DeepTech: Many Roads May Lead There, But There’s Only One Rome

Today: A guest post by Bill Janeway, veteran venture capitalist, author and faculty member at Cambridge University.

Back to deeptech! Last year I wrote a piece to complain that we didn’t have enough controversies in European tech. That’s a problem because I think intellectual battles greatly accelerate the advancement of ideas.

And then in December we did get a controversy, about the opportunity that deeptech represents for European entrepreneurs and investors. It started with a column by me in Sifted (inspired by Jerry Neumann’s work on Productive Uncertainty being the prime lever of success for tech startups). Here’s the gist of it:

Too often, European founders and investors express resignation in the face of the disappointing performance of local tech companies when compared to their counterparts in the US or Asia. And they come to the conclusion that because European startups have a harder time scaling up (because of the continent’s characteristic market fragmentation), local founders should instead focus on ‘deeptech’ challenges.

A few days later, Zoë Chambers of Octopus Ventures, who focuses on deeptech startups, struck back with a column in which she makes the case for deploying more capital in deeptech—to be expected from the part of a deeptech investor, but I really do appreciate it when VCs articulate and discuss their thesis in public (we don’t have enough of those in Europe). Have a look at Zoë’s column:

Innovation isn’t linear, and what people might find useful, desirable and eventually essential isn’t known until the possibilities are explored. When we invested in Evi (then True Knowledge) and its ‘answer engine’ back in 2007, we were investing in uncertainty. Not by turning away from deeptech, but by appreciating that the uncertainty created by this new technology could unlock a big opportunity and, in this case, Amazon’s Alexa was born.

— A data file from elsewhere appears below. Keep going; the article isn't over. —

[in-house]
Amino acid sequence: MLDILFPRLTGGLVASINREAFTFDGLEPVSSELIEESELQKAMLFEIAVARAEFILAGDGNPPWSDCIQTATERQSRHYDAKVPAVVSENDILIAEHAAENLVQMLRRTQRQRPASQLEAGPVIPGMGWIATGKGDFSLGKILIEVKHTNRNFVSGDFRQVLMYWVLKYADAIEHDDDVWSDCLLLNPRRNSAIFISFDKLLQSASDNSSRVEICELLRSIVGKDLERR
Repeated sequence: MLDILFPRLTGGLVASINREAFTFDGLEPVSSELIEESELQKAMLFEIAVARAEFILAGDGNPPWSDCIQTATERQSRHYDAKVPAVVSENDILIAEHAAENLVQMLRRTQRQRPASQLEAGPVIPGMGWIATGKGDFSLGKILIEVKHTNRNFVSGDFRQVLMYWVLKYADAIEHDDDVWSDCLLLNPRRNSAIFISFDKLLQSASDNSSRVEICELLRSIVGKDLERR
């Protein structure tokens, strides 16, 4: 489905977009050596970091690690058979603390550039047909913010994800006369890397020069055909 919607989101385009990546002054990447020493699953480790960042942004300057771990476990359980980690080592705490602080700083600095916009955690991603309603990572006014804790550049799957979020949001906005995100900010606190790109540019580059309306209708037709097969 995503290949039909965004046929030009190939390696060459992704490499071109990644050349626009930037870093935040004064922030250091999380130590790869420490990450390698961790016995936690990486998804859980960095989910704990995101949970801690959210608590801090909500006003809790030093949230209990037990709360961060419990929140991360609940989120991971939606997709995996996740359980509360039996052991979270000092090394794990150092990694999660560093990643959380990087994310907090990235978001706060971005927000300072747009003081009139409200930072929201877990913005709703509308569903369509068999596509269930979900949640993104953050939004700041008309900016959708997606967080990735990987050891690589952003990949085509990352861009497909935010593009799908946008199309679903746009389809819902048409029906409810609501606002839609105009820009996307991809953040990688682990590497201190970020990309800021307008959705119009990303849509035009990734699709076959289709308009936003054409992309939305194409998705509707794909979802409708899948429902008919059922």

I then forwarded both columns to Bill Janeway, a veteran of venture capital, economist and author of Doing Capitalism in the Innovation Economy—a book that taught me almost all I know about technology and venture capital!

Bill was kind enough not only to share detailed ideas and references, but also to agree that his thoughts could be published as a guest post in this newsletter.

Here you are 👇 Please read and let us know your thoughts—we’re all on Twitter: @billjaneway @_Zoe_Chambers @ganeumann @Nicolas_Colin

Dear Nicolas,

There are numerous, interwoven threads to be picked out here.

  1. I continue to believe that at any point in time there is more technology than anyone knows what to do with and that merely adding to the stock of technology – with no identifiable market opportunity – does not create value.

  2. Thinking this way originated in my experience of a unique conjuncture: the transformation of computing in the 1990s, from the vertically integrated, closed, and proprietary world of IBM and the 7 Dwarves and DEC and Data General and HP to the horizontal world characterized by open interfaces, published protocols, and distributed computing resources.

  3. That time – the 1990s – was characterized by a reservoir of orphaned technology, developed by obsolescent incumbents as they attempted to make the transition: VERITAS and BEA were built by selectively picking over the orphans and acquiring the IP through startups led by visionary technologists who also knew both the relevant markets and how to build the channels to those markets.

  4. However, by 1997-8, when distributed computing went exponential with the incipient commercialization of the internet, the needed new technology had to be built: it was not available to be bought (although I managed to join with BEA’s founders to get the crucial acquisition of WebLogic through a skeptical board because Warburg Pincus [Bill’s firm] still owned about half the company, see Doing Capitalism, pp. 137-9); so the excess of available technology now is largely the work of entrepreneurs and VCs competing to add functionality and therefore value to a visibly evolving environment.